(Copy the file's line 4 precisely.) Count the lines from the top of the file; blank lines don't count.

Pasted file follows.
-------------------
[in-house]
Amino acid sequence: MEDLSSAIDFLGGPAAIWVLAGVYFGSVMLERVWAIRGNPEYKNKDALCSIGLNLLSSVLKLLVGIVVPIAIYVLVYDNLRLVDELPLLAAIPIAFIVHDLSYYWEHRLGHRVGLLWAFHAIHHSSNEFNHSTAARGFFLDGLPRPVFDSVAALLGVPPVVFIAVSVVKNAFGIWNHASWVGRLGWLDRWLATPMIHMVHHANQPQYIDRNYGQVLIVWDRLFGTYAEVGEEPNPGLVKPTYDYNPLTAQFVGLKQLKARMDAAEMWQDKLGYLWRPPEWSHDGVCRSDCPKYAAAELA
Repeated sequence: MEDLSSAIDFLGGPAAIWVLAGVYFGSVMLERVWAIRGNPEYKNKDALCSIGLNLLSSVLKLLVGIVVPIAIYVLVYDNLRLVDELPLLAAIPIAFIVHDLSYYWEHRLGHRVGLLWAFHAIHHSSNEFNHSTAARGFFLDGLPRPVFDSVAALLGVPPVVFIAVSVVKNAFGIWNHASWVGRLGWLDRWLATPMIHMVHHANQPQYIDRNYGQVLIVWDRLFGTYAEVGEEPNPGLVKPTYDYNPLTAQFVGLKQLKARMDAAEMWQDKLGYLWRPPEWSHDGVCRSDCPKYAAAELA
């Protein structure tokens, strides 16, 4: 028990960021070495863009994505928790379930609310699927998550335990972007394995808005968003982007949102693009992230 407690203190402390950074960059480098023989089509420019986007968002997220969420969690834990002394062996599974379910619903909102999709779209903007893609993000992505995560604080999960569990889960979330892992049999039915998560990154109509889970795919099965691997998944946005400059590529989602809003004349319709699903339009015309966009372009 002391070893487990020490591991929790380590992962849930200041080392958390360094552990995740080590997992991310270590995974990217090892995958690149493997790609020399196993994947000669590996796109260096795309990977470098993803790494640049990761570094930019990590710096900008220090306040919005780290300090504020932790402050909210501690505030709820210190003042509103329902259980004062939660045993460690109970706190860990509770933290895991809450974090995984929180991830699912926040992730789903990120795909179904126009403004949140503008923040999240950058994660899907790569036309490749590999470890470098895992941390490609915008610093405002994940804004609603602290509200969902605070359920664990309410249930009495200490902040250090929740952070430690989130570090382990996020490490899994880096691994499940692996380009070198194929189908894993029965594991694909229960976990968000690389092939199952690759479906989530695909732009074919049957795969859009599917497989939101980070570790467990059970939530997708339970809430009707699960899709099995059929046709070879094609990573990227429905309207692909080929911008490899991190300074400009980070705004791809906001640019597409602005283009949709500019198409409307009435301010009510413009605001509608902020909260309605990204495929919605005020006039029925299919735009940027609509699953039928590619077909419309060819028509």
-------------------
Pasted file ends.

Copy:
């Protein structure tokens, strides 16, 4: 028990960021070495863009994505928790379930609310699927998550335990972007394995808005968003982007949102693009992230 407690203190402390950074960059480098023989089509420019986007968002997220969420969690834990002394062996599974379910619903909102999709779209903007893609993000992505995560604080999960569990889960979330892992049999039915998560990154109509889970795919099965691997998944946005400059590529989602809003004349319709699903339009015309966009372009 002391070893487990020490591991929790380590992962849930200041080392958390360094552990995740080590997992991310270590995974990217090892995958690149493997790609020399196993994947000669590996796109260096795309990977470098993803790494640049990761570094930019990590710096900008220090306040919005780290300090504020932790402050909210501690505030709820210190003042509103329902259980004062939660045993460690109970706190860990509770933290895991809450974090995984929180991830699912926040992730789903990120795909179904126009403004949140503008923040999240950058994660899907790569036309490749590999470890470098895992941390490609915008610093405002994940804004609603602290509200969902605070359920664990309410249930009495200490902040250090929740952070430690989130570090382990996020490490899994880096691994499940692996380009070198194929189908894993029965594991694909229960976990968000690389092939199952690759479906989530695909732009074919049957795969859009599917497989939101980070570790467990059970939530997708339970809430009707699960899709099995059929046709070879094609990573990227429905309207692909080929911008490899991190300074400009980070705004791809906001640019597409602005283009949709500019198409409307009435301010009510413009605001509608902020909260309605990204495929919605005020006039029925299919735009940027609509699953039928590619077909419309060819028509």